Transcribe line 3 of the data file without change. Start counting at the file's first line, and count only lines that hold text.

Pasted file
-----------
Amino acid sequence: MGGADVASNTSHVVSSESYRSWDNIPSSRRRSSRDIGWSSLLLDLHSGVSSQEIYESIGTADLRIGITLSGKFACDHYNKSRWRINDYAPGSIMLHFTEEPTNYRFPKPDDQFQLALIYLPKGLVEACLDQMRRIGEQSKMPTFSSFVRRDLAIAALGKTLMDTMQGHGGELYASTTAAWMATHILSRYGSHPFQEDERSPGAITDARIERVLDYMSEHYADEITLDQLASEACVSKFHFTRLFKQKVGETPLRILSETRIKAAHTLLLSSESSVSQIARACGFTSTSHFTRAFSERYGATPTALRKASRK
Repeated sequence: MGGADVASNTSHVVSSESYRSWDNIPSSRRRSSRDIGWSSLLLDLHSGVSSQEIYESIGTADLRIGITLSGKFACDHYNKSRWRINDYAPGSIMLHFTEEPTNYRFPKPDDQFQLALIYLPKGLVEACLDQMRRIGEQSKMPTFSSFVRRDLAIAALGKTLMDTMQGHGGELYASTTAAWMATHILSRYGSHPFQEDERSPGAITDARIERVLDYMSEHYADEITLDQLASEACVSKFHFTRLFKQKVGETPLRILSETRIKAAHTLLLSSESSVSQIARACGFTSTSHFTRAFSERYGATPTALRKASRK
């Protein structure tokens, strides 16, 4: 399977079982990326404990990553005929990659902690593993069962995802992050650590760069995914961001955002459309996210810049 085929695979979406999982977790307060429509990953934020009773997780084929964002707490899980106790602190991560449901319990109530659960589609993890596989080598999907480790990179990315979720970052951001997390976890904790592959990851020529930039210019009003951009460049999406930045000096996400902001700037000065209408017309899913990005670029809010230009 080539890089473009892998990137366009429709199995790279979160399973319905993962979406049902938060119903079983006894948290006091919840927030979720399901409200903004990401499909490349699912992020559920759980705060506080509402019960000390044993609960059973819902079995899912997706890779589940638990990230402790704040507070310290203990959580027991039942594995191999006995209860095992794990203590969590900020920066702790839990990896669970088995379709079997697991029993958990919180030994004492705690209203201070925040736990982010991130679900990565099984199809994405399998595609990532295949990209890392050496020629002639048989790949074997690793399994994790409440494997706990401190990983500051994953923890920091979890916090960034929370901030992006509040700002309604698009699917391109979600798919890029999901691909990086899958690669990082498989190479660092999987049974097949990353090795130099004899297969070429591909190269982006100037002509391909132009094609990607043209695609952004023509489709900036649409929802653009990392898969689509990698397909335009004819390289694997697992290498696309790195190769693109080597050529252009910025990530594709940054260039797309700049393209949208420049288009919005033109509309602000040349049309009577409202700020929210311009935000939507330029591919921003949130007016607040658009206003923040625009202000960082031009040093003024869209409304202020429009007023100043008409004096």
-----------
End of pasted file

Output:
């Protein structure tokens, strides 16, 4: 399977079982990326404990990553005929990659902690593993069962995802992050650590760069995914961001955002459309996210810049 085929695979979406999982977790307060429509990953934020009773997780084929964002707490899980106790602190991560449901319990109530659960589609993890596989080598999907480790990179990315979720970052951001997390976890904790592959990851020529930039210019009003951009460049999406930045000096996400902001700037000065209408017309899913990005670029809010230009 080539890089473009892998990137366009429709199995790279979160399973319905993962979406049902938060119903079983006894948290006091919840927030979720399901409200903004990401499909490349699912992020559920759980705060506080509402019960000390044993609960059973819902079995899912997706890779589940638990990230402790704040507070310290203990959580027991039942594995191999006995209860095992794990203590969590900020920066702790839990990896669970088995379709079997697991029993958990919180030994004492705690209203201070925040736990982010991130679900990565099984199809994405399998595609990532295949990209890392050496020629002639048989790949074997690793399994994790409440494997706990401190990983500051994953923890920091979890916090960034929370901030992006509040700002309604698009699917391109979600798919890029999901691909990086899958690669990082498989190479660092999987049974097949990353090795130099004899297969070429591909190269982006100037002509391909132009094609990607043209695609952004023509489709900036649409929802653009990392898969689509990698397909335009004819390289694997697992290498696309790195190769693109080597050529252009910025990530594709940054260039797309700049393209949208420049288009919005033109509309602000040349049309009577409202700020929210311009935000939507330029591919921003949130007016607040658009206003923040625009202000960082031009040093003024869209409304202020429009007023100043008409004096």